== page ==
A recent study published in Science of the Total Environment has the answer for this question, at least in the Spanish city of Barcelona. It found that the environmental toll of bottled water was 1,400 to 3,500 times higher than that of tap water, while drinking only tap water would only take an average of two hours off a resident’s life.
“Our findings suggest that the sustainability gain from consuming water from public supply relative to bottled water far exceeds the human health gain from consuming bottled water in Barcelona,” the study authors wrote.
A Tale of Two Assessments
The study is notable for being the “first attempt” to integrate two kinds of assessment for evaluating the health and environmental impacts of drinking water choices, study co-author and postdoctoral research at the Technical University of Catalonia Marianna Garfi told EcoWatch in an email.
The first is a health impact assessment (HIA).
“HIA provides a framework and procedure for estimating the impact of an intervention on a selected environmental health issue for a defined population,” Garfi explained.
In this case, the researchers considered the risk of exposure to trihalomethane (THM), a by-product of the water disinfection process that is present in tap water and has been linked to bladder cancer. They then calculated years of life lost, years lived with disability and disability adjusted life years based on this exposure.
The second assessment is a life cycle assessment (LCA), which identifies the environmental impacts of a product from manufacture to disposal. In this case, the researchers focused on materials and energy used and waste generated.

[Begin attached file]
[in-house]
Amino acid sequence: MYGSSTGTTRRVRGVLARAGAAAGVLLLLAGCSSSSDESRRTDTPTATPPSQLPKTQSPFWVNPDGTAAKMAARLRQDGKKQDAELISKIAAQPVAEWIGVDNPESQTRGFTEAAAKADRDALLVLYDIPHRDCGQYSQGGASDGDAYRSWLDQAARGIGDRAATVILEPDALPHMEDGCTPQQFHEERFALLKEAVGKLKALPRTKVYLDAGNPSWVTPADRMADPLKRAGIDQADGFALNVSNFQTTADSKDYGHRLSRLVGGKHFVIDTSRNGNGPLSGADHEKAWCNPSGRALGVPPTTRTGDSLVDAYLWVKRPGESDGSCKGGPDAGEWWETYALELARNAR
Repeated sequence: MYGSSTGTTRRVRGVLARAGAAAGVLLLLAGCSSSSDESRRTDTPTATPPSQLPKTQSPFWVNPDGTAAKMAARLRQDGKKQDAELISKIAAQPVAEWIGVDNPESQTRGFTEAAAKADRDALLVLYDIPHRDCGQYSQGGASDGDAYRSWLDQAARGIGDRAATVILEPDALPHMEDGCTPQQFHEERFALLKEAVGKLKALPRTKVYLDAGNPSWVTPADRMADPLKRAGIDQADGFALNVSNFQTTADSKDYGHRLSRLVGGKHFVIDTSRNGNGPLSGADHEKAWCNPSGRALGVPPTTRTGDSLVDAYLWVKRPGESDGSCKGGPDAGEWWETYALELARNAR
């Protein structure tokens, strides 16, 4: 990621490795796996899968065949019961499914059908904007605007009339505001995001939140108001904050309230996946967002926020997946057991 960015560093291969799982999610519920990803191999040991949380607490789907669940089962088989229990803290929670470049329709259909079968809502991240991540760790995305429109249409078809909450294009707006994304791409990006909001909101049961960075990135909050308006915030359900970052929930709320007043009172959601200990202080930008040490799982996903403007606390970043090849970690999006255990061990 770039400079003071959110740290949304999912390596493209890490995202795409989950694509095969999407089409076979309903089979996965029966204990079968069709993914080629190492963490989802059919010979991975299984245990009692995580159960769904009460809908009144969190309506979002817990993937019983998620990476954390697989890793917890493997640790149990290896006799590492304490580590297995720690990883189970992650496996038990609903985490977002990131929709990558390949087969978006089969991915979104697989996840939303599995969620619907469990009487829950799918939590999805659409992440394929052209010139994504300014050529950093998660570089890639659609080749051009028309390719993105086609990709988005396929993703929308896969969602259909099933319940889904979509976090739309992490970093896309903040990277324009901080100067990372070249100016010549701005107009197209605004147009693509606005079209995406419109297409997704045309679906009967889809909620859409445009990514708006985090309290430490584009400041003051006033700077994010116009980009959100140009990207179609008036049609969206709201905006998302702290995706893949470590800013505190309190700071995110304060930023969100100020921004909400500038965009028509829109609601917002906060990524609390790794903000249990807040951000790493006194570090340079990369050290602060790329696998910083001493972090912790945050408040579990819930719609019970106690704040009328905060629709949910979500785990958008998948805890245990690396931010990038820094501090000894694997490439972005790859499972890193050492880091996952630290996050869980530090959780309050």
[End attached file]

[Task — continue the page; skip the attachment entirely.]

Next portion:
They then used these assessments to consider the health and environmental impacts of four scenarios:
Current drinking water patterns in Barcelona.What would happen if everyone switched to tap water.What would happen if everyone switched to bottled water.What would happen if everyone switched to filtered tap water.
The researchers focused on Barcelona because they were based there and had the data available. It also has THM levels and bottled-water consumption habits that are similar to those of other countries in Europe, which makes it a useful point of comparison.
The results indicate that bottled water is much worse for the planet than tap water. As of 2016, bottled water was the primary source of drinking water for 60 percent of Barcelona’s population. The current state of affairs costs the planet around $50 million in resource extraction and 0.852 species a year. If everyone in Barcelona were to shift to bottled water, these costs would jump to $83.9 million and 1.43 species per year. However, in the scenario in which everyone drank only tap water or filtered tap water, the environmental costs were negligible. When compared to the all tap-water scenario, the all-bottled water scenario had 1,400 times more impact on ecosystems and cost 3,500 times more in terms of resource extraction.